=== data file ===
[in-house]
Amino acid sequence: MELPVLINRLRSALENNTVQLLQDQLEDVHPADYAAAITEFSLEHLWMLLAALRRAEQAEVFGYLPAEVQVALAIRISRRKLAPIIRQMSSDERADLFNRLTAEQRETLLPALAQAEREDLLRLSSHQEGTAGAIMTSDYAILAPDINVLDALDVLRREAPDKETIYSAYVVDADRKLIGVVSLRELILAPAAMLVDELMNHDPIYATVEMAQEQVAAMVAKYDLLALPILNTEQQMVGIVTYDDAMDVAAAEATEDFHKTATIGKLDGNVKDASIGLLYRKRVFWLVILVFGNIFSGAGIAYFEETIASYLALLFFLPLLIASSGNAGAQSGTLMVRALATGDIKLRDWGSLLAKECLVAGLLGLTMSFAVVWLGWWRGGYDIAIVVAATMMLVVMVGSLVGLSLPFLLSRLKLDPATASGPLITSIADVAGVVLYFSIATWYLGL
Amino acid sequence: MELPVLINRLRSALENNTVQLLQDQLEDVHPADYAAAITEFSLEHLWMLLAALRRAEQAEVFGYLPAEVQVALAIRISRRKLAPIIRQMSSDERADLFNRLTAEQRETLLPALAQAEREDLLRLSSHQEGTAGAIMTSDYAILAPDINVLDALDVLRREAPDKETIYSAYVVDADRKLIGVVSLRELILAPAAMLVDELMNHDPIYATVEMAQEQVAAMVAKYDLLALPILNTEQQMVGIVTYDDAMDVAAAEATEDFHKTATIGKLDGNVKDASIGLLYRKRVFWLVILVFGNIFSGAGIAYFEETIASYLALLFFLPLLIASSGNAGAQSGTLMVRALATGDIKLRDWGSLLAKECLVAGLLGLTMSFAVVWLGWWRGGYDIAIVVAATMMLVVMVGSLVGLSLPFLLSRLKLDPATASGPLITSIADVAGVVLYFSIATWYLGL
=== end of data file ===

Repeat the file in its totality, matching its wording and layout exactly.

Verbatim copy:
[in-house]
Amino acid sequence: MELPVLINRLRSALENNTVQLLQDQLEDVHPADYAAAITEFSLEHLWMLLAALRRAEQAEVFGYLPAEVQVALAIRISRRKLAPIIRQMSSDERADLFNRLTAEQRETLLPALAQAEREDLLRLSSHQEGTAGAIMTSDYAILAPDINVLDALDVLRREAPDKETIYSAYVVDADRKLIGVVSLRELILAPAAMLVDELMNHDPIYATVEMAQEQVAAMVAKYDLLALPILNTEQQMVGIVTYDDAMDVAAAEATEDFHKTATIGKLDGNVKDASIGLLYRKRVFWLVILVFGNIFSGAGIAYFEETIASYLALLFFLPLLIASSGNAGAQSGTLMVRALATGDIKLRDWGSLLAKECLVAGLLGLTMSFAVVWLGWWRGGYDIAIVVAATMMLVVMVGSLVGLSLPFLLSRLKLDPATASGPLITSIADVAGVVLYFSIATWYLGL
Amino acid sequence: MELPVLINRLRSALENNTVQLLQDQLEDVHPADYAAAITEFSLEHLWMLLAALRRAEQAEVFGYLPAEVQVALAIRISRRKLAPIIRQMSSDERADLFNRLTAEQRETLLPALAQAEREDLLRLSSHQEGTAGAIMTSDYAILAPDINVLDALDVLRREAPDKETIYSAYVVDADRKLIGVVSLRELILAPAAMLVDELMNHDPIYATVEMAQEQVAAMVAKYDLLALPILNTEQQMVGIVTYDDAMDVAAAEATEDFHKTATIGKLDGNVKDASIGLLYRKRVFWLVILVFGNIFSGAGIAYFEETIASYLALLFFLPLLIASSGNAGAQSGTLMVRALATGDIKLRDWGSLLAKECLVAGLLGLTMSFAVVWLGWWRGGYDIAIVVAATMMLVVMVGSLVGLSLPFLLSRLKLDPATASGPLITSIADVAGVVLYFSIATWYLGL